With such deep-rooted gender bias in the society, it is nothing but sheer escapism to blame IIT-JEE for dismal number of women at IITs. Yes, there must certainly be cases where parents do not send their daughters to late-night coaching classes (who would?) but that number fades in comparison to the number of women missing because of reasons outlined in the previous paragraph. In any case, most coaching classes these days have some arrangement with local schools which allows students to bunk classes and attend daytime coaching sessions.
In short, then, the argument is that the society is screwed up, so what are you doing here complaining about bias in JEE. And, hey, show me more data.
This is beyond silly. First of all, I have cite data that I think are relevant. Sure they are not comprehensive (heck, they would be if only our public institutions like CBSE take their jobs seriously and produce detailed reports and put them in public domain). To call my claim "rather weak", you have to show why the data I cite are irrelevant. You will also have to prove that more nuanced data -- ratio of boys to girls in science classes -- are absolutely essential for proving things one way or the other. But Vivek does neither. He simply asserts that "it's a rather weak claim to allege gender bias in JEE".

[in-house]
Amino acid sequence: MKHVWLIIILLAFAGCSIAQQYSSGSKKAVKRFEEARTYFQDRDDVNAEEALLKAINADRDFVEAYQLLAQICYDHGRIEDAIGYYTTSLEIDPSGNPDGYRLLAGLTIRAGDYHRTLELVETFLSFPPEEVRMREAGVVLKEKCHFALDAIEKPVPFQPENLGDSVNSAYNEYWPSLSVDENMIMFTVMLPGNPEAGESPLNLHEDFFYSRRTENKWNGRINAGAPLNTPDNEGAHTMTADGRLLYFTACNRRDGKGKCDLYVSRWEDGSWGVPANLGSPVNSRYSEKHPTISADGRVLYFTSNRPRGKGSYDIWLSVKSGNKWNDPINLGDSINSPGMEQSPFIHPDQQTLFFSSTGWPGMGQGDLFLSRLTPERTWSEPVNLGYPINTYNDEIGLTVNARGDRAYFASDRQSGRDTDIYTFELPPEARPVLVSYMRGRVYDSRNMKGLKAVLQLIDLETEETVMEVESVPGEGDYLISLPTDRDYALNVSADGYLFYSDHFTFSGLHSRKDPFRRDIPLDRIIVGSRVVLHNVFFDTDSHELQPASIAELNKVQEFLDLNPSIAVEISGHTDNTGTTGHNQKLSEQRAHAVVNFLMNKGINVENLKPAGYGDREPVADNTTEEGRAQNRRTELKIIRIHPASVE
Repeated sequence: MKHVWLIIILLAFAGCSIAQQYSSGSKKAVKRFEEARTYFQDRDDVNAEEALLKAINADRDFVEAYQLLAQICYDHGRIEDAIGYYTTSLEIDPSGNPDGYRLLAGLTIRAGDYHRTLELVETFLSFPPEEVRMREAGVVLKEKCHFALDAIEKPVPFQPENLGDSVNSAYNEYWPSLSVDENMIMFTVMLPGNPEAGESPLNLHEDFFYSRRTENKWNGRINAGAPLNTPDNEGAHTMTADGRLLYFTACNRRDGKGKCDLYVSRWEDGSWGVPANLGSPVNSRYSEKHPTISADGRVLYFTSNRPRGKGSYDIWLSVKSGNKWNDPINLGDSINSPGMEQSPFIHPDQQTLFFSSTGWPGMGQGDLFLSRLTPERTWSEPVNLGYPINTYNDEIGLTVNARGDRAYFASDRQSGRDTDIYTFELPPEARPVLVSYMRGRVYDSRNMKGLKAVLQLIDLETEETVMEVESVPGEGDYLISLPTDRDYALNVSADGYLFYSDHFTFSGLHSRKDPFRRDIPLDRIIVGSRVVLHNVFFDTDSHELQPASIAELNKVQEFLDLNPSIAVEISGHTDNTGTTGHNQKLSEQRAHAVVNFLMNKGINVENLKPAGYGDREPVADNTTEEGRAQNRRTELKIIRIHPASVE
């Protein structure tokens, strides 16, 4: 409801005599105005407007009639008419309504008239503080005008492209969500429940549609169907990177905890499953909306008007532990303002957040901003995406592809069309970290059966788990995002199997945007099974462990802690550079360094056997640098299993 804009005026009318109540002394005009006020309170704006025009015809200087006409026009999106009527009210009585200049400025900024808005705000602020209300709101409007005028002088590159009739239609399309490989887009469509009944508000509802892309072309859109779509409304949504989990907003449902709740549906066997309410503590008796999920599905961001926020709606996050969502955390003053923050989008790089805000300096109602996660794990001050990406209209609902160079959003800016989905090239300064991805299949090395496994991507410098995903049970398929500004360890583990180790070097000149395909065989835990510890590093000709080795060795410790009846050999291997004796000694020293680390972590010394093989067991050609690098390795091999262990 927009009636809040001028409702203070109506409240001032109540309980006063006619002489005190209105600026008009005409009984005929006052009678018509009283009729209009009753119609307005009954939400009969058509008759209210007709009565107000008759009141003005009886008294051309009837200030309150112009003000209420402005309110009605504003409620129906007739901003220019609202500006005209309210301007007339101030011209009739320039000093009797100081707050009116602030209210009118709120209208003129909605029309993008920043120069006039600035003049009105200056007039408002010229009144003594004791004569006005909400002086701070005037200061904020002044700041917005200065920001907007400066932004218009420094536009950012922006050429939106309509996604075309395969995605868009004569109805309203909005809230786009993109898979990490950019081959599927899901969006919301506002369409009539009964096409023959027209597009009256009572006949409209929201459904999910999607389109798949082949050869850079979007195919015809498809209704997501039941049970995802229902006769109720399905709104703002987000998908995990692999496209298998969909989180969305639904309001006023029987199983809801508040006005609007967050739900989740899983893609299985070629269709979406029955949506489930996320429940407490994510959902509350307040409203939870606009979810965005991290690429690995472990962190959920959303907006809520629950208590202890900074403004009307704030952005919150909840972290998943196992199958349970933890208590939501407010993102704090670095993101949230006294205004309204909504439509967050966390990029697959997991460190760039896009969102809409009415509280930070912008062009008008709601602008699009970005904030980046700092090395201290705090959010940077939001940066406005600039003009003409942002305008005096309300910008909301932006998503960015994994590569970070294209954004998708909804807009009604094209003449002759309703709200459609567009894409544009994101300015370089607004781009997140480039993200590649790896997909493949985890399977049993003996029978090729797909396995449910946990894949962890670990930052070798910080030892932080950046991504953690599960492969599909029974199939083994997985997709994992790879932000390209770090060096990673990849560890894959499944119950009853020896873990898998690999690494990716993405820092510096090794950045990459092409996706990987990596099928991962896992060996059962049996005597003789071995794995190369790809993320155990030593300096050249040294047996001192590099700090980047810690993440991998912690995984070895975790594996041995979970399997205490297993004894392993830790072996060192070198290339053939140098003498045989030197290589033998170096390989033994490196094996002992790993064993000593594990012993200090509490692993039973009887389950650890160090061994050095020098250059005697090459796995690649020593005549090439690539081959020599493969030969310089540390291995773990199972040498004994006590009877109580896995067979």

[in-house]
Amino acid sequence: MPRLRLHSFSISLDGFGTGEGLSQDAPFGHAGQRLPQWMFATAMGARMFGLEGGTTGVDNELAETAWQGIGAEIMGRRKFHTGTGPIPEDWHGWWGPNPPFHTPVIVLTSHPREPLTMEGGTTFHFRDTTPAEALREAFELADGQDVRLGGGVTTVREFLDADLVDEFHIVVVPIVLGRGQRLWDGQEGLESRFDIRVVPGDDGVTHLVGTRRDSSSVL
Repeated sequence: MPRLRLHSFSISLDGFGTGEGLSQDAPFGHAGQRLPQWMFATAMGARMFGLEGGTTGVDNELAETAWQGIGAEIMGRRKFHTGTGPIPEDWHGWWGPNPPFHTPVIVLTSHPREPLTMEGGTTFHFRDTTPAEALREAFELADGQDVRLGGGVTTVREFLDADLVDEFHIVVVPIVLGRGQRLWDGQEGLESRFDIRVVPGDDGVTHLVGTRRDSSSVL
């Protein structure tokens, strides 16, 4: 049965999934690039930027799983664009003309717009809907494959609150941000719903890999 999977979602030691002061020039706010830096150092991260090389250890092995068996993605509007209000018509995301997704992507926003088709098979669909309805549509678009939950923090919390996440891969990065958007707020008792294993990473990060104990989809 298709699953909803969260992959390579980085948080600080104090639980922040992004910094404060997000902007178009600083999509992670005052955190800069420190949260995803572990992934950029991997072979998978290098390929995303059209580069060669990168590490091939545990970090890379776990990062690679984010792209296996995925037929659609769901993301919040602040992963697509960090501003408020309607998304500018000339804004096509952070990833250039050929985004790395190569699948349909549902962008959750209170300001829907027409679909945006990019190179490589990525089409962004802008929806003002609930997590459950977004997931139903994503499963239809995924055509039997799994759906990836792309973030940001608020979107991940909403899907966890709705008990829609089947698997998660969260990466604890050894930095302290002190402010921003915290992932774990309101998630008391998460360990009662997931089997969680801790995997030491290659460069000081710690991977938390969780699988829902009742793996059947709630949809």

But tell me, is there anything that happens between Classes X and XII that leads to a magically different boys-to-girls ratio in science classes? From the limited knowledge I have -- I do interact with high school kids for this quiz -- I don't believe the boys-to-girls ratio in science classes are badly skewed in favour of the boys.
Further, not only do girls do quite well in high school, they also enter engineering colleges (and medical colleges, too, which are even more competitive) in fairly large numbers. And they do very well there too -- just look at the medal winners every year. Thus, the assertion that the pool of girls interested in engineering [because parents "force (condition?) their daughters to take the BA/MA/Marriage route"] must be junked -- at least as irrelevant.
Further, more than 58,000 of them (about 20 percent of the exam-takers) took JEE last year; this number was double that of the previous year! But the number of students who made it to the IITs barely budged! These pieces of information indicate clearly girls' lower JEE-preparedness (attributable, at least in part, to the need for specialized coaching).
Finally, since when have we started allowing our public institutions to hide behind the society moral shortcomings? If the society is screwed up, I would argue that our publicly funded institutions -- prestigious premier ones, in particular-- should do everything to counteract the social ills. Perversely, the JEE seems to be accentuating the corrosive effects of society's immoral treatment of some of its members.
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There seems to be a basic misunderstanding about the role of JEE. Let me illustrate it using an exam that I get involved in once in a while: GATE. This is an exam that all the undergrad students who aspire to do graduate studies in India have to take. At IISc, for example, we take all our M.E. students only through this exam.